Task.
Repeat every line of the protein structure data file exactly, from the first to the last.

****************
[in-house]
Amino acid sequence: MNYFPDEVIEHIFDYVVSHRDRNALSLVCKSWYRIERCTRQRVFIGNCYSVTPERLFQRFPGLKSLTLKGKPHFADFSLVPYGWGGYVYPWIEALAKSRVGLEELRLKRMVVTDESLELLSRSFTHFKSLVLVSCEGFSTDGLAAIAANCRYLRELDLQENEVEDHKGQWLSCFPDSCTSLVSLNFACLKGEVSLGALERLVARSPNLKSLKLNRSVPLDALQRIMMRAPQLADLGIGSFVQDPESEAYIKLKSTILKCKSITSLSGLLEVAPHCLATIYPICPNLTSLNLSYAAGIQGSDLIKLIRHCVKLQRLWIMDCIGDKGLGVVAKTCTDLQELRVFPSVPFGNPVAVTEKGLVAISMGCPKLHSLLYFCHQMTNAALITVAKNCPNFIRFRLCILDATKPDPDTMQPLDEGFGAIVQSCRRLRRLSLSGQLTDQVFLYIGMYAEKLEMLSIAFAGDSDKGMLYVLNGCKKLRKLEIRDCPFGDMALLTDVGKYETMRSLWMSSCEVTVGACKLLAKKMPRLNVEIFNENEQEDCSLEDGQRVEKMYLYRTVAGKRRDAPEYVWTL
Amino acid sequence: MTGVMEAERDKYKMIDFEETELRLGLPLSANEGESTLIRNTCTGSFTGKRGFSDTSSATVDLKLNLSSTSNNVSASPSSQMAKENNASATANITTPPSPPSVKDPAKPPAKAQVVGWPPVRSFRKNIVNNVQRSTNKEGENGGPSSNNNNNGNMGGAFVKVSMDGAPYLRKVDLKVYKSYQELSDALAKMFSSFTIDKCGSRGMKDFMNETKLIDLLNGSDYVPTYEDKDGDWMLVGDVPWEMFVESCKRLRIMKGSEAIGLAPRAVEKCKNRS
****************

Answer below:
[in-house]
Amino acid sequence: MNYFPDEVIEHIFDYVVSHRDRNALSLVCKSWYRIERCTRQRVFIGNCYSVTPERLFQRFPGLKSLTLKGKPHFADFSLVPYGWGGYVYPWIEALAKSRVGLEELRLKRMVVTDESLELLSRSFTHFKSLVLVSCEGFSTDGLAAIAANCRYLRELDLQENEVEDHKGQWLSCFPDSCTSLVSLNFACLKGEVSLGALERLVARSPNLKSLKLNRSVPLDALQRIMMRAPQLADLGIGSFVQDPESEAYIKLKSTILKCKSITSLSGLLEVAPHCLATIYPICPNLTSLNLSYAAGIQGSDLIKLIRHCVKLQRLWIMDCIGDKGLGVVAKTCTDLQELRVFPSVPFGNPVAVTEKGLVAISMGCPKLHSLLYFCHQMTNAALITVAKNCPNFIRFRLCILDATKPDPDTMQPLDEGFGAIVQSCRRLRRLSLSGQLTDQVFLYIGMYAEKLEMLSIAFAGDSDKGMLYVLNGCKKLRKLEIRDCPFGDMALLTDVGKYETMRSLWMSSCEVTVGACKLLAKKMPRLNVEIFNENEQEDCSLEDGQRVEKMYLYRTVAGKRRDAPEYVWTL
Amino acid sequence: MTGVMEAERDKYKMIDFEETELRLGLPLSANEGESTLIRNTCTGSFTGKRGFSDTSSATVDLKLNLSSTSNNVSASPSSQMAKENNASATANITTPPSPPSVKDPAKPPAKAQVVGWPPVRSFRKNIVNNVQRSTNKEGENGGPSSNNNNNGNMGGAFVKVSMDGAPYLRKVDLKVYKSYQELSDALAKMFSSFTIDKCGSRGMKDFMNETKLIDLLNGSDYVPTYEDKDGDWMLVGDVPWEMFVESCKRLRIMKGSEAIGLAPRAVEKCKNRS